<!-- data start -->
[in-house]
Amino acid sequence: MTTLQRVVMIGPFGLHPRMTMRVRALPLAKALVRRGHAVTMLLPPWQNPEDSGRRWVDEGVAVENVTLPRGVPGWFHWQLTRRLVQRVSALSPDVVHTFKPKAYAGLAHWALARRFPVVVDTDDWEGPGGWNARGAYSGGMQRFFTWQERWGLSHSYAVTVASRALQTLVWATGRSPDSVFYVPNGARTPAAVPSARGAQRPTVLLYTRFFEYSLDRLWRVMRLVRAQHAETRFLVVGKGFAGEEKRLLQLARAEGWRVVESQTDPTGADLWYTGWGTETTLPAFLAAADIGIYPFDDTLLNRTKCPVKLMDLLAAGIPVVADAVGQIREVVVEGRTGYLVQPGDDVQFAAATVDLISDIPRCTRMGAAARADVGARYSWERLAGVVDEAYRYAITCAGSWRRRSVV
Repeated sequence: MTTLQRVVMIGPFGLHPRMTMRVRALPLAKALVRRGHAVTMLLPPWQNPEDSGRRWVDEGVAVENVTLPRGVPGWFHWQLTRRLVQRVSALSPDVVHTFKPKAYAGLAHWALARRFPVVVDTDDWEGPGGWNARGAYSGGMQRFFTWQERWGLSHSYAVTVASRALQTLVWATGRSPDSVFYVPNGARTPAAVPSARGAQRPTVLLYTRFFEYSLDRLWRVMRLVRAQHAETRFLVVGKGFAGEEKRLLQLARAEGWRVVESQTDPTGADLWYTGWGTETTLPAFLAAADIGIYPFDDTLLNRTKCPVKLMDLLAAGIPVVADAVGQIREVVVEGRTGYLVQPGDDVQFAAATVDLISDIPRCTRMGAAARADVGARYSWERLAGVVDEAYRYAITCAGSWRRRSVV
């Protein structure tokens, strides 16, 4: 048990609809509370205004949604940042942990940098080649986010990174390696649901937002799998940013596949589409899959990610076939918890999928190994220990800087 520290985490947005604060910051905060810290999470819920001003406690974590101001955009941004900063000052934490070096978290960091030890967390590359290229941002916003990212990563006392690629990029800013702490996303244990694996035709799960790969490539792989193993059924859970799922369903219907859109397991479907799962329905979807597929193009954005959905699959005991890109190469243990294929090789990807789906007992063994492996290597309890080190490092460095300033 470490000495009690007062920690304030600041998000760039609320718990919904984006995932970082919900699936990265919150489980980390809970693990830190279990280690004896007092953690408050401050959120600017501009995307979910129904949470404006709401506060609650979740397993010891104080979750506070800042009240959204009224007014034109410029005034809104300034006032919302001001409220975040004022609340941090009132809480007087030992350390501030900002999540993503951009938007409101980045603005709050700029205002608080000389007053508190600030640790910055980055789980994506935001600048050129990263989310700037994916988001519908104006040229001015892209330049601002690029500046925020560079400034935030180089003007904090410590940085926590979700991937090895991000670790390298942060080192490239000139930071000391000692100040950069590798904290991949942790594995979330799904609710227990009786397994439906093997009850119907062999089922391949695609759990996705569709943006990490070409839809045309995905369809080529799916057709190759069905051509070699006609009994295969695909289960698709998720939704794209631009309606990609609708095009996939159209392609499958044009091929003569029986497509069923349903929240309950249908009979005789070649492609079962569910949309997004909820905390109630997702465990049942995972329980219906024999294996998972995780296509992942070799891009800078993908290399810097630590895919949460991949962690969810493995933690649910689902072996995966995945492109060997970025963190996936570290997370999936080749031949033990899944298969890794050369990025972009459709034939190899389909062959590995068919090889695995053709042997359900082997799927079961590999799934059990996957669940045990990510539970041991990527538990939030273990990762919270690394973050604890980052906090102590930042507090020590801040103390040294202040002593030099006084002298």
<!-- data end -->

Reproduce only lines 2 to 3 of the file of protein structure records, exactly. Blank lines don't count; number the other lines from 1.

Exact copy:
Amino acid sequence: MTTLQRVVMIGPFGLHPRMTMRVRALPLAKALVRRGHAVTMLLPPWQNPEDSGRRWVDEGVAVENVTLPRGVPGWFHWQLTRRLVQRVSALSPDVVHTFKPKAYAGLAHWALARRFPVVVDTDDWEGPGGWNARGAYSGGMQRFFTWQERWGLSHSYAVTVASRALQTLVWATGRSPDSVFYVPNGARTPAAVPSARGAQRPTVLLYTRFFEYSLDRLWRVMRLVRAQHAETRFLVVGKGFAGEEKRLLQLARAEGWRVVESQTDPTGADLWYTGWGTETTLPAFLAAADIGIYPFDDTLLNRTKCPVKLMDLLAAGIPVVADAVGQIREVVVEGRTGYLVQPGDDVQFAAATVDLISDIPRCTRMGAAARADVGARYSWERLAGVVDEAYRYAITCAGSWRRRSVV
Repeated sequence: MTTLQRVVMIGPFGLHPRMTMRVRALPLAKALVRRGHAVTMLLPPWQNPEDSGRRWVDEGVAVENVTLPRGVPGWFHWQLTRRLVQRVSALSPDVVHTFKPKAYAGLAHWALARRFPVVVDTDDWEGPGGWNARGAYSGGMQRFFTWQERWGLSHSYAVTVASRALQTLVWATGRSPDSVFYVPNGARTPAAVPSARGAQRPTVLLYTRFFEYSLDRLWRVMRLVRAQHAETRFLVVGKGFAGEEKRLLQLARAEGWRVVESQTDPTGADLWYTGWGTETTLPAFLAAADIGIYPFDDTLLNRTKCPVKLMDLLAAGIPVVADAVGQIREVVVEGRTGYLVQPGDDVQFAAATVDLISDIPRCTRMGAAARADVGARYSWERLAGVVDEAYRYAITCAGSWRRRSVV